A poem by John Hartley

Gooid bye, lass, aw dunnot blame,
Tho' mi loss is hard to bide!
For it wod ha' been a shame,
Had tha ivver been the bride
Of a workin chap like me;
One 'ats nowt but love to gie.

Hard hoof'd neives like thease o' mine.
Surely ne'er wor made to press
Hands so lily-white as thine;
Nor should arms like thease caress
One so slender, fair, an' pure,
'Twor unlikely, lass, aw'm sure.

But thease tears aw cannot stay, -
Drops o' sorrow fallin fast,
Hopes once held aw've put away
As a dream, an think its past;
But mi poor heart loves thi still,
An' wol life is mine it will.

When aw'm seated, lone and sad,
Wi mi scanty, hard won meal,
One thowt still shall mak me glad,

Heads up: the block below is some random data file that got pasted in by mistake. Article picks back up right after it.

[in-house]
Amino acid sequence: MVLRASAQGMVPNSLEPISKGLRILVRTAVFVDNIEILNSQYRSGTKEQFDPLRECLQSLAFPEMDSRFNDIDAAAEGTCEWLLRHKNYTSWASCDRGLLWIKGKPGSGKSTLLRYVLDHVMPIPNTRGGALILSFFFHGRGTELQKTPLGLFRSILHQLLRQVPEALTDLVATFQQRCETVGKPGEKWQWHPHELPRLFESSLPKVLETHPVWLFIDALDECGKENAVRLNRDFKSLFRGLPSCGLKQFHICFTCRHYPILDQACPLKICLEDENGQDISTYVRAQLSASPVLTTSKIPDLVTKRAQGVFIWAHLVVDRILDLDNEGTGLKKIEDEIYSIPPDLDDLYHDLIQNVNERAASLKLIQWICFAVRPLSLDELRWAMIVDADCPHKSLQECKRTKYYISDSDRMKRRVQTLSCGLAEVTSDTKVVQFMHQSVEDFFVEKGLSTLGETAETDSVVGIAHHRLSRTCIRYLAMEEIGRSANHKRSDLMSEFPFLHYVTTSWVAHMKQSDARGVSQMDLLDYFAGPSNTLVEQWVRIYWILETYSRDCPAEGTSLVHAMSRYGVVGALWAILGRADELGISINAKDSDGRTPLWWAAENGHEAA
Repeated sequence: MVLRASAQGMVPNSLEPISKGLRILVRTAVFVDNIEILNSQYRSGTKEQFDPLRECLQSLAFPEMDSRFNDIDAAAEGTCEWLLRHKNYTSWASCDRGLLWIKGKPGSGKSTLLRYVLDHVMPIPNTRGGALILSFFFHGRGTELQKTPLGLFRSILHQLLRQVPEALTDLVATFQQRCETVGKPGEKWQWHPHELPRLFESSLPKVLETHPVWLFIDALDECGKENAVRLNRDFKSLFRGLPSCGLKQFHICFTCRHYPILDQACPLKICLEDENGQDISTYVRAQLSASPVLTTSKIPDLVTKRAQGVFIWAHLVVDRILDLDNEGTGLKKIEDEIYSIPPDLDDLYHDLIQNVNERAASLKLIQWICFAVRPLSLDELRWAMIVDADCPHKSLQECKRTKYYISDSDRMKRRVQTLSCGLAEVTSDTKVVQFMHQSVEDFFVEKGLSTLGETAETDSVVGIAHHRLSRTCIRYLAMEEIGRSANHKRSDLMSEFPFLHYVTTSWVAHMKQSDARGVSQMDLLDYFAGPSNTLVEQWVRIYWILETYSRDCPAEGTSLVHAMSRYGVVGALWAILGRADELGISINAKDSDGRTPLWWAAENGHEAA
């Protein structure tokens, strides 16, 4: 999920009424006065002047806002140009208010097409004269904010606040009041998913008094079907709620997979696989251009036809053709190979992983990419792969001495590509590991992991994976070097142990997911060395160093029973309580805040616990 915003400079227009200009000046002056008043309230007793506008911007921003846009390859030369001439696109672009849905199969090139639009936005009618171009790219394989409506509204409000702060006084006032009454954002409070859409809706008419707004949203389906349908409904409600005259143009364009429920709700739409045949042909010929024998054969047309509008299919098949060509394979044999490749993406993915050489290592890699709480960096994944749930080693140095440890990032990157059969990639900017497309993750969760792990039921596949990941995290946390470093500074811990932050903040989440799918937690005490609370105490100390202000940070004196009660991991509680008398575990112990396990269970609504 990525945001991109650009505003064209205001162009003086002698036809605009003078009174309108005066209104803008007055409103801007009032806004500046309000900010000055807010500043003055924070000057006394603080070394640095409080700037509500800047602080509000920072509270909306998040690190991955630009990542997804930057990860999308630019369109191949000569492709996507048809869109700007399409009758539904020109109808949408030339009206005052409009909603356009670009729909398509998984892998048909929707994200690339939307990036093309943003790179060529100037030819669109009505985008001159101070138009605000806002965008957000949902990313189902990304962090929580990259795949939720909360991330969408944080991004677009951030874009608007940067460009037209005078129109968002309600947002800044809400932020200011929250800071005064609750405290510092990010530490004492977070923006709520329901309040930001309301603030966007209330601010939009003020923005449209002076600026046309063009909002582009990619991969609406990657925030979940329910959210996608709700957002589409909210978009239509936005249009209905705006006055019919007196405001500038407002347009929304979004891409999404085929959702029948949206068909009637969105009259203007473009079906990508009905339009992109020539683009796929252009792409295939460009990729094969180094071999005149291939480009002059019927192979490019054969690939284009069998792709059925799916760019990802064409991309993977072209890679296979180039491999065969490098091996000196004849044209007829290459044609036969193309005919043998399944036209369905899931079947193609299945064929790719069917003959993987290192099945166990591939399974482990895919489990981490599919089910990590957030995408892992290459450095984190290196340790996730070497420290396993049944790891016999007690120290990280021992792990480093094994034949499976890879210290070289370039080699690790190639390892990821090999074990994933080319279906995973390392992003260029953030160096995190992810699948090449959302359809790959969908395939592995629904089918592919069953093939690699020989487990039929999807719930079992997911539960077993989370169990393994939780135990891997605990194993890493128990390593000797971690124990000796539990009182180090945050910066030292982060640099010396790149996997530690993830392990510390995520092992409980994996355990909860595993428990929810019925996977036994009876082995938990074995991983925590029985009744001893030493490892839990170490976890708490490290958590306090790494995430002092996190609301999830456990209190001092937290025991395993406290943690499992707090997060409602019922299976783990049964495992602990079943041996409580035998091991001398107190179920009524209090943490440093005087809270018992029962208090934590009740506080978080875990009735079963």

Thankful that alone aw feel
What it is to tew an' strive
Just to keep a soul alive.

Th' whin-bush rears o'th' moor its form,
An' wild winds rush madly raand,
But it whistles to the storm,
In the barren home it's faand;
Natur fits it to be poor,
An 'twor vain to strive for moor.

If it for a lily sighed,
An' a lily chonced to grow,
When it found the fair one died,
Powerless to brave the blow
Of the first rude gust o' wind,
Which had left its wreck behind.

Then 'twod own 'twor better fate
Niver to ha' held the prize;
Whins an' lilies connot mate,
Sich is not ther destinies;
Then 'twor wrang for one like me,
One soa poor, to sigh for thee.

Then gooid bye, aw dunnot blame,
Tho' mi loss it's hard to bide,
For it wod ha' been a shame
Had tha iver been mi bride;
Content aw'll wear mi lonely lot,
Tho' mi poor heart forgets thee not.

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